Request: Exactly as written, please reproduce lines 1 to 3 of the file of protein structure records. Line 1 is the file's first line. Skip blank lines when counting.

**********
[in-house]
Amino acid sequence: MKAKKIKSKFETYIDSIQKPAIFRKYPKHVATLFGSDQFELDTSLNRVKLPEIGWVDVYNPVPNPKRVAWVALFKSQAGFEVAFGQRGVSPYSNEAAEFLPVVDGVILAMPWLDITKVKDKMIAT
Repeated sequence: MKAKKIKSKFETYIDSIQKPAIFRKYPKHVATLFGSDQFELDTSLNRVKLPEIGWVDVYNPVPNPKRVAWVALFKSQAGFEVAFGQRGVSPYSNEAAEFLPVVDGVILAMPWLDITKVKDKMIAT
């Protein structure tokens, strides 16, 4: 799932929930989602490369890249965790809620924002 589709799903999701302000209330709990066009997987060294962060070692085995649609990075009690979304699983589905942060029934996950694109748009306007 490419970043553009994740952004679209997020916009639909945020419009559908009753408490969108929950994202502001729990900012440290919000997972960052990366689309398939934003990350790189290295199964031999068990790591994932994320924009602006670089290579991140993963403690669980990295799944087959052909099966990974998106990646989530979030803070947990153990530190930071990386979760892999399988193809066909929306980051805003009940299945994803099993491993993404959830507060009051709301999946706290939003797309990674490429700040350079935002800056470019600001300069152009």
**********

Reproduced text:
[in-house]
Amino acid sequence: MKAKKIKSKFETYIDSIQKPAIFRKYPKHVATLFGSDQFELDTSLNRVKLPEIGWVDVYNPVPNPKRVAWVALFKSQAGFEVAFGQRGVSPYSNEAAEFLPVVDGVILAMPWLDITKVKDKMIAT
Repeated sequence: MKAKKIKSKFETYIDSIQKPAIFRKYPKHVATLFGSDQFELDTSLNRVKLPEIGWVDVYNPVPNPKRVAWVALFKSQAGFEVAFGQRGVSPYSNEAAEFLPVVDGVILAMPWLDITKVKDKMIAT